There has been an on going debate since the news broke that the president-elect, General Muhammadu Buhari barred the reporters of African Independent Television (AIT), a privately owned tv station from covering his activities citing security concerns over his family and ethical issues as reasons for the decision. Nigerians are divided over the expedience of this decision, with a section of the populace insisting that it doesn’t bode well for our democracy especially in the light of the fear among certain quarters that General Buhari who was a former military dictator cannot totally shed his military toga and embrace the ideals of democracy altogether. With a history of fiercely clamping down on the media and free speech through the enactment of the Decree 4 which forbade any journalist from reporting any information considered embarrassing to any government official during his first stint at the helm of affairs, some people are justifiably worried by the news of Buhari barring AIT.
Zulu King Goodwill Zwelithi stoked the embers of discord and violence when he called for the deportation of foreign nationals living in South Africa, saying that it was unacceptable that locals were being made to compete with people from other countries for the few economic opportunities available. What’s with Kings and unguarded utterances in recent times? In the meantime, what started as a form of growing discontent and grumblings among the people living in the poor regions of South Africa has quickly escalated into a full blown massacre of other black Africans no thanks to the King’s statement.
” Today, Lolo’s thoughts features a guest writer. In this thought provoking piece, Opeyemi Adediran challenges the veracity of the common claim that examination is not a true test of knowledge. Ope is a BSc and Masters degree holder in Animal Science from the University Of Ibadan. He enjoys reading, tackling trivia questions and browsing. He writes…
Away from all things too serious, I am sharing an extra post this week. I will be writing on something that has always fascinated me…”The Lagos Big Girl Tag.” The city of Lagos is regarded as a land of opportunities where people come in search of the golden fleece that is often talked about. Everyone wants to be seen as “doing well” or “making it.” Now, the ways of achieving that aim differ from person to person. Today, I will be attempting to assist the ladies who aspire to be tagged “Lagos Big Girls.” Feel free to scratch Lagos and insert the name of your city of residence.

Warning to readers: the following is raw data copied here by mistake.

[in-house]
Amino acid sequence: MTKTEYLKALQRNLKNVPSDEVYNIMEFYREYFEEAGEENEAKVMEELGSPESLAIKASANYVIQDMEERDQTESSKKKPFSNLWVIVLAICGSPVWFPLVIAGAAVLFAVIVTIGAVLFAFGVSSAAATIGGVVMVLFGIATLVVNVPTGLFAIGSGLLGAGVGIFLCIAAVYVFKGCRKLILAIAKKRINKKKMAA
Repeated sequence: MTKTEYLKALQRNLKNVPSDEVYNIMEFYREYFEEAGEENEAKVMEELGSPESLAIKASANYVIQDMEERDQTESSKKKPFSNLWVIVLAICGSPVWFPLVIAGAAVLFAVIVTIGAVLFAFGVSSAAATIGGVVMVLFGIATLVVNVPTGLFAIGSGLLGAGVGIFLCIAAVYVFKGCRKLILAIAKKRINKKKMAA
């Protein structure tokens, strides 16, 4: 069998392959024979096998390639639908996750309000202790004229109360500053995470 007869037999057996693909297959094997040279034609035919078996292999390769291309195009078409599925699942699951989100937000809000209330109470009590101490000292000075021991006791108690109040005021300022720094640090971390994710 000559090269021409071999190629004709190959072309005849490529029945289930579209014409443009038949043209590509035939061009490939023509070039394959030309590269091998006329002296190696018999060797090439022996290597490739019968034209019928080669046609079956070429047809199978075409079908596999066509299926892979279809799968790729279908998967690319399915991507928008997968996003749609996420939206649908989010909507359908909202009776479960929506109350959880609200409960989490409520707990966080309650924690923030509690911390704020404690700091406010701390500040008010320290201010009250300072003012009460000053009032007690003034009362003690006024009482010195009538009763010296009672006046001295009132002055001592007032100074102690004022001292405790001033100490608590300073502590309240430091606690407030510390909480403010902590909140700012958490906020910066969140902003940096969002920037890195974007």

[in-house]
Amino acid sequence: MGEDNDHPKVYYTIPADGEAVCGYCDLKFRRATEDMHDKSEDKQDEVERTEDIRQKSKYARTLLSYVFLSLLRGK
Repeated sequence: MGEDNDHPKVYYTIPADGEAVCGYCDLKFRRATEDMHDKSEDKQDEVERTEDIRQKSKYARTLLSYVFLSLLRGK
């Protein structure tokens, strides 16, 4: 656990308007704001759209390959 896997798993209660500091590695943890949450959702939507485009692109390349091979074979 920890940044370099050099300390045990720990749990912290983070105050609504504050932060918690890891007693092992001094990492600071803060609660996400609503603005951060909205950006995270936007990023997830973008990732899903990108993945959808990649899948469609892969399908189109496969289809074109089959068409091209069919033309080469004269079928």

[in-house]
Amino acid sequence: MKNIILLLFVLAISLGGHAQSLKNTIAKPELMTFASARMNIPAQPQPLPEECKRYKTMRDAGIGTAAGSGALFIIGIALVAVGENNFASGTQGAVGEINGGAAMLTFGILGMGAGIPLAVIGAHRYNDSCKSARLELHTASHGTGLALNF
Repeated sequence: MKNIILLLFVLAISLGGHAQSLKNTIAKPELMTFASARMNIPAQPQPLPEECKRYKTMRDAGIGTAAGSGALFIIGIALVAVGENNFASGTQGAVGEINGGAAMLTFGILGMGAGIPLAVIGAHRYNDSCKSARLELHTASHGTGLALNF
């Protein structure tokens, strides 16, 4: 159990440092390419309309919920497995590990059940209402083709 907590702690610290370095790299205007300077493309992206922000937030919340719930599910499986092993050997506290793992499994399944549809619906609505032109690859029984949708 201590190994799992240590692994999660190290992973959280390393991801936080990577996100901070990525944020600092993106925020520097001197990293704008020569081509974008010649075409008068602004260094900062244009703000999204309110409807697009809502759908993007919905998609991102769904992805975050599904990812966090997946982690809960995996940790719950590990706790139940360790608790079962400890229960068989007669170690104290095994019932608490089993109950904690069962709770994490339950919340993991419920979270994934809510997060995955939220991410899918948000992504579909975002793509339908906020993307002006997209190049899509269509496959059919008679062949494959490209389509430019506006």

“Chibok girls saga remains an open sore on the conscience of our nation” – Wole Soyinka
It’s my 50th blog post, and I am dedicating it to the missing Chibok girls. One whole year has passed since an entire set of teenage girls were forcibly taken from their school, the Government Secondary School in Chibok town, Borno State, Nigeria. 365 whooping days! Over 200 girls whose only crime was an ambition to make something of their lives by getting a western education were abducted from their dormitory on the 14th of April, 2014 by the dreaded Boko Haram sect. The Islamist militants have held the north eastern part of the country, and by extension the whole of Nigeria by the jugular for the past six years! However, the case of the kidnapped Chibok girls was the proverbial last straw that broke the camel’s back. Boko Haram hit our last nerve. It was and still is a bad dream…a terrible nightmare which has unfortunately dragged on for far too long.
The presidential elections have come and gone, with many heaving a huge sigh relief as a result of a potential unrest being averted by the timely concession of defeat by President Goodluck Jonathan. But it is not yet uhuru. The gubernatorial elections in majority of the states of the federation comes up this Saturday. Lagos in particular is on the radar, and understandably so because it is the commercial nerve center of Nigeria, it is the hub which generates a substantial proportion of the revenue of the country. Lagos being the most populous city in Nigeria, the second fastest-growing city in Africa and the seventh fastest- growing city in the world, with a population of about 20 million people has earned all the attention it receives as the microcosm of Nigeria, and so when Lagos sneezes, the rest of the country catches the flu!
When God says it’s time…it is time! Change is here – Ololade Ajekigbe
I type this with so much excitement and joy in my heart. History has been made in Nigeria. We are going into the history books for all the right reasons! For the first time in the history of our dear nation, an opposition candidate defeated a sitting president through the ballot box! Whoever thought that day would come, and soon too! Since, Nigerians cast their votes on Saturday, the country has been on the edge as people earnestly waited with bated breaths to hear the outcome of the polls which saw an unprecedented number of people who were hitherto nonchalant about voting in previous elections turn out en-masse to vote for their preferred candidate. Nigerians had had enough! They were ready to take their destiny into their own hands by not only being patient enough to cast their votes despite the hitches with card readers and other challenges, but also waiting for their votes to be counted in order not to be shortchanged in any way.